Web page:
Secret Santa reveals his identity
Date: Tuesday, November 21 2006
"it was always said of him, that he knew how to keep Christmas well, if any man alive possessed the knowledge. May that be truly said of us, and all of us! "
Monday, November 20, 2006
Larry Stewart speaks with a reporter during in interview in Kansas City, Mo., Friday, Nov. 17, 2006.
KANSAS CITY, Mo. -- For 26 years, a man known only as Secret Santa has roamed the streets every December quietly giving people money. He started with $5 and $10 bills. As his fortune grew, so did the gifts. In recent years, Secret Santa has been handing out $100 bills, sometimes two or three at a time, to people in thrift stores, diners and parking lots. So far, he's anonymously given out about $1.3 million. It's been a long-held holiday mystery: Who is Secret Santa?
But now, weak from chemotherapy and armed with a desire to pass on his belief in random kindness, Secret Santa has decided it's time to reveal his identity.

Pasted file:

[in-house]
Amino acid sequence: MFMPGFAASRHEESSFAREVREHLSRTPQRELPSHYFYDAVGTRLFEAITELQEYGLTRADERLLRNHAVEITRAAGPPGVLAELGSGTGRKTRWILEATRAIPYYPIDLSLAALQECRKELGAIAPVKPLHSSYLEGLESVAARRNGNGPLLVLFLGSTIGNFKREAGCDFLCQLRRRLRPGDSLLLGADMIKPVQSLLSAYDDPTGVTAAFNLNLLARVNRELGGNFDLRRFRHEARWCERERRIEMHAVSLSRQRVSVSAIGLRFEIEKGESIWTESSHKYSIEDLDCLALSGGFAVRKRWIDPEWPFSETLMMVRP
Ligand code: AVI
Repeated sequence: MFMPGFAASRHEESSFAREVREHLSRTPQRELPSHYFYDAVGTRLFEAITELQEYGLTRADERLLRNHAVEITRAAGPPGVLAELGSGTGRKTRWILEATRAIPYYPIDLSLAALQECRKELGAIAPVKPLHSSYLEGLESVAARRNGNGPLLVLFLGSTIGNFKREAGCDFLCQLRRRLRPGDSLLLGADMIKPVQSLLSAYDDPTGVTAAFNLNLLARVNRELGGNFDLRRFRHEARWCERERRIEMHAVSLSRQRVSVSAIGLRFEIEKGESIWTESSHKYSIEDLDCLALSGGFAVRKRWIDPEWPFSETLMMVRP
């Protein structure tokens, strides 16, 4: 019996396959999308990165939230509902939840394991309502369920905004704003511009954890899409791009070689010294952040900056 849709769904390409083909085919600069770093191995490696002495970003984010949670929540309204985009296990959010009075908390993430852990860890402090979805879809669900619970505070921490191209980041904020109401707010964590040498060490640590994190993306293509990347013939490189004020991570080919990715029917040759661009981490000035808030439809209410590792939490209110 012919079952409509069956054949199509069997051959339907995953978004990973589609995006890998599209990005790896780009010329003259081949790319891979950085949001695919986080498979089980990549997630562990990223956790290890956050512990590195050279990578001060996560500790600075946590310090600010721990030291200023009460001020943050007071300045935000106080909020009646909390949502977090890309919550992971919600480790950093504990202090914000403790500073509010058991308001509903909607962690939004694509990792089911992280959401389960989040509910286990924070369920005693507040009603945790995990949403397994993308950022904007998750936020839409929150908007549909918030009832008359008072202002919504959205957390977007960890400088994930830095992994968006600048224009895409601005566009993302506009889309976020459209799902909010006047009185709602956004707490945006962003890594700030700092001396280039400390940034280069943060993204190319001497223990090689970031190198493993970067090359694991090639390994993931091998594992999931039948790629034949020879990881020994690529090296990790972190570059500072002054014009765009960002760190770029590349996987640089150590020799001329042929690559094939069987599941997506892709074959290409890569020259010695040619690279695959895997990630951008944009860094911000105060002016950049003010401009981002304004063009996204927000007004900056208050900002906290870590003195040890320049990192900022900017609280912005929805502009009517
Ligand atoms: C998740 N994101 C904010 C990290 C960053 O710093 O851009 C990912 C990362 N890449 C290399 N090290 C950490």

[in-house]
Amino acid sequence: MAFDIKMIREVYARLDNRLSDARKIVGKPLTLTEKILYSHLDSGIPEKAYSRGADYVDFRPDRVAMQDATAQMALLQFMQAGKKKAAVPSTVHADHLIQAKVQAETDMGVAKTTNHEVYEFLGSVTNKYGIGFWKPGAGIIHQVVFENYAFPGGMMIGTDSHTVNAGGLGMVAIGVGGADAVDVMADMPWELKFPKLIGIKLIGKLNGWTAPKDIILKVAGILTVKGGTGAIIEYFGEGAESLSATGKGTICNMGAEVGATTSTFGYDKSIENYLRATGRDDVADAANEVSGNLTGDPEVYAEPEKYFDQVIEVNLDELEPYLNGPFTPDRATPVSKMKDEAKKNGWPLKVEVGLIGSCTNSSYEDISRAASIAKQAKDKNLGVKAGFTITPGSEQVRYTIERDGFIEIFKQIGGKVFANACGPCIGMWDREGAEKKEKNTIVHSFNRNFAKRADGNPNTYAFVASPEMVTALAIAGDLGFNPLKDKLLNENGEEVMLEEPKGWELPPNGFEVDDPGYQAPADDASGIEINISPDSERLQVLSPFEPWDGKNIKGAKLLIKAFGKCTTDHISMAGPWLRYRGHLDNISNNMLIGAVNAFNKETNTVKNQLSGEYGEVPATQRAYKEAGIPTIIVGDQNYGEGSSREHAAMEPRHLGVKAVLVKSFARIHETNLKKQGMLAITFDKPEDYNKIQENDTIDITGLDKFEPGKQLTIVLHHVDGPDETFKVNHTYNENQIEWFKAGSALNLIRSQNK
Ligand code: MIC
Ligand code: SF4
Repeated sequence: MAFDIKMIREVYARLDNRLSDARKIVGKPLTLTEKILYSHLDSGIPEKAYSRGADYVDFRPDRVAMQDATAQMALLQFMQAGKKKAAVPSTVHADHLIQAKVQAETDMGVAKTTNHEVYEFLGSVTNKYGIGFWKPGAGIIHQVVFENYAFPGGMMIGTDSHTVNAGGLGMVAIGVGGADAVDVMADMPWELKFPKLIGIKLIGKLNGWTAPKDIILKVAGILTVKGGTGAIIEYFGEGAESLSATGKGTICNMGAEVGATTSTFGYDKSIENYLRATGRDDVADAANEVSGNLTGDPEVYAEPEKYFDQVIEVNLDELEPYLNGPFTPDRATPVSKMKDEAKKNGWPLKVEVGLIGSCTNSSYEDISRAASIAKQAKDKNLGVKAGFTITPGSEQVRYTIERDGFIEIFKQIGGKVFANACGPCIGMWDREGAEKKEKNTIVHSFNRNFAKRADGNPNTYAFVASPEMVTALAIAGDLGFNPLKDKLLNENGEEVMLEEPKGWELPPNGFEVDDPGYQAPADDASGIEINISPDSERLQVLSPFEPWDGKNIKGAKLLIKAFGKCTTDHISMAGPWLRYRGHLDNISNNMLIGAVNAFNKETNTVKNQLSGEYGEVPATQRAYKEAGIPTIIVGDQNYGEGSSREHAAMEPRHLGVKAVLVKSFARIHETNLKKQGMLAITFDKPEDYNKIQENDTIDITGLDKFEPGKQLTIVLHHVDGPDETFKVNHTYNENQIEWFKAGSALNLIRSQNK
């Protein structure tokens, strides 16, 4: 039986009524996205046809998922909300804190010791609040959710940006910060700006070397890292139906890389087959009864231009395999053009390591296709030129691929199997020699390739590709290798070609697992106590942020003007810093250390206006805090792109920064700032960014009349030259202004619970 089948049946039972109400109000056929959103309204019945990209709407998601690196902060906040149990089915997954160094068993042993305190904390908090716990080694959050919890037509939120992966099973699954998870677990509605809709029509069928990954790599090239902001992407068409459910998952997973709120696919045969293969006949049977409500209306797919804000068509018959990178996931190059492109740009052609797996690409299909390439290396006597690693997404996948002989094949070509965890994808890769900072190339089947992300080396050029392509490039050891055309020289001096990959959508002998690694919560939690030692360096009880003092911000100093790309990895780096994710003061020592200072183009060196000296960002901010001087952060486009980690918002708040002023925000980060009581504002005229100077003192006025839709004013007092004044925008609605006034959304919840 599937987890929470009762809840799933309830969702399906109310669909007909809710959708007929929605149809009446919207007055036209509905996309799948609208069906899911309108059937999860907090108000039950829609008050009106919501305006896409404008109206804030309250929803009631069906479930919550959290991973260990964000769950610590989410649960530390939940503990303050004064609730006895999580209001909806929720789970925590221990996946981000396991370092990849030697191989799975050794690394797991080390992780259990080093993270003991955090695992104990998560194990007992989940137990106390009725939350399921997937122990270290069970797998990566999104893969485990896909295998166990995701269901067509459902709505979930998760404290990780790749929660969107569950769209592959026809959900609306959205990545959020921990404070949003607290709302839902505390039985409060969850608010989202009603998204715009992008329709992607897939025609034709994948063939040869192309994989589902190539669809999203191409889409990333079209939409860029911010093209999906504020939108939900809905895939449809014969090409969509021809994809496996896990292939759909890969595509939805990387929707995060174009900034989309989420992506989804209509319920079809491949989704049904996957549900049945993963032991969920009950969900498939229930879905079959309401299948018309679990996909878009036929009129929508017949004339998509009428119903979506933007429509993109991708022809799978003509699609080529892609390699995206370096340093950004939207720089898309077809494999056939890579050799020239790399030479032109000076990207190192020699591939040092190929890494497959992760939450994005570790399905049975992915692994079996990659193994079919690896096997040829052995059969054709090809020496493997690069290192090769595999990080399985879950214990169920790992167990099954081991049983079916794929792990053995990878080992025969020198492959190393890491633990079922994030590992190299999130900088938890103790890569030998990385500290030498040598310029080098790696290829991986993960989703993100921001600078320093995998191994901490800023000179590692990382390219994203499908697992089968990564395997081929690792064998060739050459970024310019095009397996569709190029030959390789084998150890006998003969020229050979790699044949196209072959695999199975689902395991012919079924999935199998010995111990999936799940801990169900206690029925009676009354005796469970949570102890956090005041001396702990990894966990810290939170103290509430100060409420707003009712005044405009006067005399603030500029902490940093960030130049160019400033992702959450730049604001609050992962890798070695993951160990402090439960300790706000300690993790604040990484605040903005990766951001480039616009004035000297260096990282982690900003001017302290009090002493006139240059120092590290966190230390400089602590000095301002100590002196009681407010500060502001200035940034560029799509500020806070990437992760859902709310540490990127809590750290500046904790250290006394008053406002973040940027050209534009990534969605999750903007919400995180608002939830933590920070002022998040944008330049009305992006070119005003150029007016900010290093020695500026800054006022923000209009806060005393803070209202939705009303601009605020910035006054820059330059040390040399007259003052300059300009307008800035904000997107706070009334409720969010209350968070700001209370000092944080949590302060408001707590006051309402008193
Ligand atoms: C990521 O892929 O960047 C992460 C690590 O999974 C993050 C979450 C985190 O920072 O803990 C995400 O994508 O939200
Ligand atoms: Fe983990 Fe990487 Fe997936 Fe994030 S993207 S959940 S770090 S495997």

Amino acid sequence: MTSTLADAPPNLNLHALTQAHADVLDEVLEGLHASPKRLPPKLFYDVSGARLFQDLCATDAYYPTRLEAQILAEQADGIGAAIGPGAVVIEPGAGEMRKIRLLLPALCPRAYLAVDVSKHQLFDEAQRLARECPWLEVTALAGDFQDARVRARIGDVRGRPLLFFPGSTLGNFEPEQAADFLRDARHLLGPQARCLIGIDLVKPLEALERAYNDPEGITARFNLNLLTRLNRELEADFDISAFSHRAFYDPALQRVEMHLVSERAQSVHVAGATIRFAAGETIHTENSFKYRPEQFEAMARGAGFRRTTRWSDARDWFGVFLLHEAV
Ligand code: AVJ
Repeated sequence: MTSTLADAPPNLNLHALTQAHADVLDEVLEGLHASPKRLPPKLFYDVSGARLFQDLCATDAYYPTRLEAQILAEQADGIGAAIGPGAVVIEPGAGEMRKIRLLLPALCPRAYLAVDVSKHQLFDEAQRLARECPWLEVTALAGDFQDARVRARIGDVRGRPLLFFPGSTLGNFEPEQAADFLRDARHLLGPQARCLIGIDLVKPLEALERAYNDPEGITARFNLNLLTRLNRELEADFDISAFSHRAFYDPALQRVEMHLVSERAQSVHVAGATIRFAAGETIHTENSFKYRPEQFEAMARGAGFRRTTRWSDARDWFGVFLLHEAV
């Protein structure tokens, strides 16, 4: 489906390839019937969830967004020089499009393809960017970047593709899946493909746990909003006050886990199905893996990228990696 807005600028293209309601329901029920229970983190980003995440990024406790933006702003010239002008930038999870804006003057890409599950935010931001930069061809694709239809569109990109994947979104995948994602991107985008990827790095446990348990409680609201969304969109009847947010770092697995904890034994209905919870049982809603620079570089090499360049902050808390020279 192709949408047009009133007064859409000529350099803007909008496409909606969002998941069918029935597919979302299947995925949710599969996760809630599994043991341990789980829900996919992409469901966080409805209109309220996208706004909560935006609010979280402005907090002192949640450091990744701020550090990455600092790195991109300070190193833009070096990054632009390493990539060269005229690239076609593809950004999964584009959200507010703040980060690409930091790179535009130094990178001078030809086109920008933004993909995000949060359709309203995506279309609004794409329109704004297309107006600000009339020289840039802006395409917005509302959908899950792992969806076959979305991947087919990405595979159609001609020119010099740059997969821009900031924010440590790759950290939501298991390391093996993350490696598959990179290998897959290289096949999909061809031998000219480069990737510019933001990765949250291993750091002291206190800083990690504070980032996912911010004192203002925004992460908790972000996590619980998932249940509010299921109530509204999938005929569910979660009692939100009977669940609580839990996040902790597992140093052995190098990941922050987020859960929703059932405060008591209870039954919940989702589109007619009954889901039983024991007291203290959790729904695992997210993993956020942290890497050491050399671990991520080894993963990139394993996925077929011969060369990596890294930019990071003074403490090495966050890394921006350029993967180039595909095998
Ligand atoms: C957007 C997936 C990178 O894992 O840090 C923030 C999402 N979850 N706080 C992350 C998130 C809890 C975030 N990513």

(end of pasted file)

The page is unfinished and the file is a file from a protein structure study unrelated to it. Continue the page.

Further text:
He is Larry Stewart, a 58-year-old businessman from the Kansas City suburb of Lee's Summit, Mo., who made his millions in cable television and long-distance telephone service.
His holiday giving started in December 1979 when he was nursing his wounds at a drive-in restaurant after getting fired. It was the second year in a row he had been fired the week before Christmas.
"It was cold and this car hop didn't have on a very big jacket, and I thought to myself, `I think I got it bad. She's out there in this cold making nickels and dimes,'" he said.
He gave her $20 and told her to keep the change.
"And suddenly I saw her lips begin to tremble and tears begin to flow down her cheeks. She said, `Sir, you have no idea what this means to me.'"
[Proofreader's note: this article was edited for spelling and typos on November 22, 2006]